I work with the Spring framework on a daily basis, and the one thing that always bothers me is when projects and people fail to adequately split and maintain their application context files. I’ve work with projects that put all of their Spring beans into the same file with no actual format or structure. That causes a significant nightmare when attempting to maintain, update, or add functionality on top of those files.
Therefore, I’m a firm believer that application context files should be split according to the functionality of their contents. When I create a new Spring project, I make sure that the following files are put into place before any development begins to ensure that any created beans are put into their proper place.
- applicationContext-datasource.xml: This file contains all data source references used in the application.
- applicationContext-dao.xml: This file contains all data access objects used for retrieving data from a data source.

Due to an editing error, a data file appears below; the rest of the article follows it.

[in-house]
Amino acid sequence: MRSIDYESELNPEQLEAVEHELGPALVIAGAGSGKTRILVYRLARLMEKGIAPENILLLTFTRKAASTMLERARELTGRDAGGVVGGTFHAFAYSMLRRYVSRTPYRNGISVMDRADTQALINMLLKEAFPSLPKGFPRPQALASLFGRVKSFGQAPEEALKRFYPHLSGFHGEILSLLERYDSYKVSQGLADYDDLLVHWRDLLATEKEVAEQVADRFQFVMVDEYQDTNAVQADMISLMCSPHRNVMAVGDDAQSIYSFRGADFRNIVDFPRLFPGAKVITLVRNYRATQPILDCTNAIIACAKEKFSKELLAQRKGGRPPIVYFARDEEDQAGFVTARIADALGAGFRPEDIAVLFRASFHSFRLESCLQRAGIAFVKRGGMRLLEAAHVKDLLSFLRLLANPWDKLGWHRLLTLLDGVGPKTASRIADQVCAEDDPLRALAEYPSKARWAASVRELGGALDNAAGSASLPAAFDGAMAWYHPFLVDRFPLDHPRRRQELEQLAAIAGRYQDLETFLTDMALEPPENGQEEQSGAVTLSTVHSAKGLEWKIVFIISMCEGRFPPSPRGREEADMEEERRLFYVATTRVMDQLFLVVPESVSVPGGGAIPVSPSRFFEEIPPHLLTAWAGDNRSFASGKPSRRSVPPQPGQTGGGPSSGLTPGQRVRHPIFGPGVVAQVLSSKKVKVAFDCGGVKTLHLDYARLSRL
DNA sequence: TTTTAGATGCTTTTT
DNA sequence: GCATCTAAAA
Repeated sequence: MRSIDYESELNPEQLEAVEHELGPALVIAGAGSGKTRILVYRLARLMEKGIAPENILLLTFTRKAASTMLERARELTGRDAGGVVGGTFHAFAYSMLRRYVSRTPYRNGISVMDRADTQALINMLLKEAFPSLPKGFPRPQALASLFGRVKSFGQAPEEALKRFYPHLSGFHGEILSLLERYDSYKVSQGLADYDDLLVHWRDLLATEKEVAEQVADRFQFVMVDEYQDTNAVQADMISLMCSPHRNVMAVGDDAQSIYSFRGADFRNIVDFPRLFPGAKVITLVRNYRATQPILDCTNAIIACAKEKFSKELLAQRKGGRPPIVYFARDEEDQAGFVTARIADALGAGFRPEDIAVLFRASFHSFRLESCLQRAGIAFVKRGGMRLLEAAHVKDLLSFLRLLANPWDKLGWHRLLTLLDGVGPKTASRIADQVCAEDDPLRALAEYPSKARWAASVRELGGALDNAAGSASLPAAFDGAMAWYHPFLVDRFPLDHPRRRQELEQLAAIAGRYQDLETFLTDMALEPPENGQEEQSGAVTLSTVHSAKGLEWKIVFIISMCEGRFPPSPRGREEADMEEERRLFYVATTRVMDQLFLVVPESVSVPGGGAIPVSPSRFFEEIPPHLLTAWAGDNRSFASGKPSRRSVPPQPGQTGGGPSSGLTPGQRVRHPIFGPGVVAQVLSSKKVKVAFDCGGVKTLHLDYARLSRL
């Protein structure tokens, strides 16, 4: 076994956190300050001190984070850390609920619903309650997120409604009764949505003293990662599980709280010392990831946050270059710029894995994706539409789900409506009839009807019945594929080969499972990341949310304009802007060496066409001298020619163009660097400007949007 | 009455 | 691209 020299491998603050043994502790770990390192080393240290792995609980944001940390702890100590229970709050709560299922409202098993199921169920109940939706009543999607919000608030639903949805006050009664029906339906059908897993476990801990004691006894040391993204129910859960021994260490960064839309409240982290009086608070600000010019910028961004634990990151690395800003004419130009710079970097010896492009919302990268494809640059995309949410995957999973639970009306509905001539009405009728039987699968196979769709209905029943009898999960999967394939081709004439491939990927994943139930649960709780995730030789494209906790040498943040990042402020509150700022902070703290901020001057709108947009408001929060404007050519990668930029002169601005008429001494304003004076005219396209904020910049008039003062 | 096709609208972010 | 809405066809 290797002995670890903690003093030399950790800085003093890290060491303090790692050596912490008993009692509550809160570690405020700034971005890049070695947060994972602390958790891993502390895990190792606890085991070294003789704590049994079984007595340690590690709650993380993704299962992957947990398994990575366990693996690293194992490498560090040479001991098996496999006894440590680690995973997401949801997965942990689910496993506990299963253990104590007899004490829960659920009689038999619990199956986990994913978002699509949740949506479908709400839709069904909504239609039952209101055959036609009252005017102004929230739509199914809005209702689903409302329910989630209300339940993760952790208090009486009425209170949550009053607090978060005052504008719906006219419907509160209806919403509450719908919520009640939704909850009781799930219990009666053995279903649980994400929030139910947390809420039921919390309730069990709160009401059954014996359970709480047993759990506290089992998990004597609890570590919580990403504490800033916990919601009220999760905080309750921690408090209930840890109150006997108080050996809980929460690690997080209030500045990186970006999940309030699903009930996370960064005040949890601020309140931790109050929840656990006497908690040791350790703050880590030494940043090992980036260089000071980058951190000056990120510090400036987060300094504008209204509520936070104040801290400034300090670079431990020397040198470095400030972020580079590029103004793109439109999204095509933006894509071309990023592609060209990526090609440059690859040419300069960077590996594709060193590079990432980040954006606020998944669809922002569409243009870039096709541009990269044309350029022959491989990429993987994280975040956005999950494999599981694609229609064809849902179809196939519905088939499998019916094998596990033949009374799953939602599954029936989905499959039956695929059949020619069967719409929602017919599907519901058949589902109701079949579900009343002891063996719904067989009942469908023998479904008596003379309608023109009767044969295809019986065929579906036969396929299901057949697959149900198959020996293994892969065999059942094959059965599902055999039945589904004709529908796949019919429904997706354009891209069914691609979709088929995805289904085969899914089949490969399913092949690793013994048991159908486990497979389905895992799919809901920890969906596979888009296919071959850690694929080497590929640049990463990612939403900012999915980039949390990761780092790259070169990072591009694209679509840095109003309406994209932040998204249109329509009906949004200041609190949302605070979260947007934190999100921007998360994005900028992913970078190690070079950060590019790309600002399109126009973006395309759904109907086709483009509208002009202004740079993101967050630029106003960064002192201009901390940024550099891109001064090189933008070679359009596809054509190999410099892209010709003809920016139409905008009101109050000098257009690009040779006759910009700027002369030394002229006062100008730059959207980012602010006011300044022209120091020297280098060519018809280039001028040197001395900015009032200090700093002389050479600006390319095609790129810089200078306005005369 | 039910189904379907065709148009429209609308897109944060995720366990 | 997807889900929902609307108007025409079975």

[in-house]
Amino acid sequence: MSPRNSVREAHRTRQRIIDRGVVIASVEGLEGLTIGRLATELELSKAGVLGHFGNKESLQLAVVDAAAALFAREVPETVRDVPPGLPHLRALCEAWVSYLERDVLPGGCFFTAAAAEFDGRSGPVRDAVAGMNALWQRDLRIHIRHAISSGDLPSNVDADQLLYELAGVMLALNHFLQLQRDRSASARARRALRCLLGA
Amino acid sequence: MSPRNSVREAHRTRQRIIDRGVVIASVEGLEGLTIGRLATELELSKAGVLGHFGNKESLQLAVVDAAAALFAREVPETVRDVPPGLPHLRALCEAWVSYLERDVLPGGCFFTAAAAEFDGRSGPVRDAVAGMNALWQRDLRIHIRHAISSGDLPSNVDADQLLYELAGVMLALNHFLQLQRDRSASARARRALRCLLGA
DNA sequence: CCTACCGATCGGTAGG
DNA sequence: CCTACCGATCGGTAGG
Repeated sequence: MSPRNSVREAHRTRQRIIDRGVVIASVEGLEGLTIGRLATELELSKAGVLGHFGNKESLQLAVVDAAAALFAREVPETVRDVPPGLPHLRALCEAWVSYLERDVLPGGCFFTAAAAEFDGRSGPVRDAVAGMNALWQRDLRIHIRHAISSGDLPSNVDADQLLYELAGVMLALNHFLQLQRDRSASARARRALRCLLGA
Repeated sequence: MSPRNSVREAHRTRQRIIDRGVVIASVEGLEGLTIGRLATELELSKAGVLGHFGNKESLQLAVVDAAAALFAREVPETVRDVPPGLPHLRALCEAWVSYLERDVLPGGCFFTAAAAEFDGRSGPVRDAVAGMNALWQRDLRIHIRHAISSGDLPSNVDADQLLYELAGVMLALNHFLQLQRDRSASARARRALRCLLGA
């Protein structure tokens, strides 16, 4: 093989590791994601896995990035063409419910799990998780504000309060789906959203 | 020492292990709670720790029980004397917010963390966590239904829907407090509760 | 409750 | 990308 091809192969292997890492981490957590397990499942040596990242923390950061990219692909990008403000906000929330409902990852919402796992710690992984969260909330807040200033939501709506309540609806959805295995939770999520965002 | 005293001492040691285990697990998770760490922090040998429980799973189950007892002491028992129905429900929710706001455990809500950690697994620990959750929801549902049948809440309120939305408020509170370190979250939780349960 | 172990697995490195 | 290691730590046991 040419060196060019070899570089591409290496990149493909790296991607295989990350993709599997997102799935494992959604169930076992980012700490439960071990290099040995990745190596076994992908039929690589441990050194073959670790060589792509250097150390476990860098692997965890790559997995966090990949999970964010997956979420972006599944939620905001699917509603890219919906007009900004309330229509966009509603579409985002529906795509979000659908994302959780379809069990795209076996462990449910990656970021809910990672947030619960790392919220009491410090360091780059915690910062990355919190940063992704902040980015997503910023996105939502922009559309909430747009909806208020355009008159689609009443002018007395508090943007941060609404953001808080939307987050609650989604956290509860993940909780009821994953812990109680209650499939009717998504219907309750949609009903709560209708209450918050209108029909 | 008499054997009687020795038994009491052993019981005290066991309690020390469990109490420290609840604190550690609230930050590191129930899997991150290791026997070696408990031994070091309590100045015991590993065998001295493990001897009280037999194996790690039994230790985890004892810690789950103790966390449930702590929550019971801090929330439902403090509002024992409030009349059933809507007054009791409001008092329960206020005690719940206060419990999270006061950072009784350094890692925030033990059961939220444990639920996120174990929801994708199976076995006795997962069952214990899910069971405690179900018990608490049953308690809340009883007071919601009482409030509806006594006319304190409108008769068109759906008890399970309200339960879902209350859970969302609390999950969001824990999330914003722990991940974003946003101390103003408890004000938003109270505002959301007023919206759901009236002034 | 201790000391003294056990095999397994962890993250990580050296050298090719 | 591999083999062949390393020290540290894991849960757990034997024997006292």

- applicationContext-service.xml: This file contains all service layer business logic.
- applicationContext-controller.xml: I include this file if the application is a SpringMVC application. It includes handler mappings and controllers.
- applicationContext-config.xml: This file contains basic configuration information. Things such as defined property files, and other required beans.
- applicationContext-security.xml: I include this file if the project uses Spring Security as its security layer.
- applicationContext-struts.xml: If you’re integrating Spring into your Struts application, I include this file to handle all Spring bean definitions for the actual Struts Action objects.
This list can easily be added upon, as you find specific needs for your application. As you split your Spring application context files you will find it will ease maintenance and development considerably.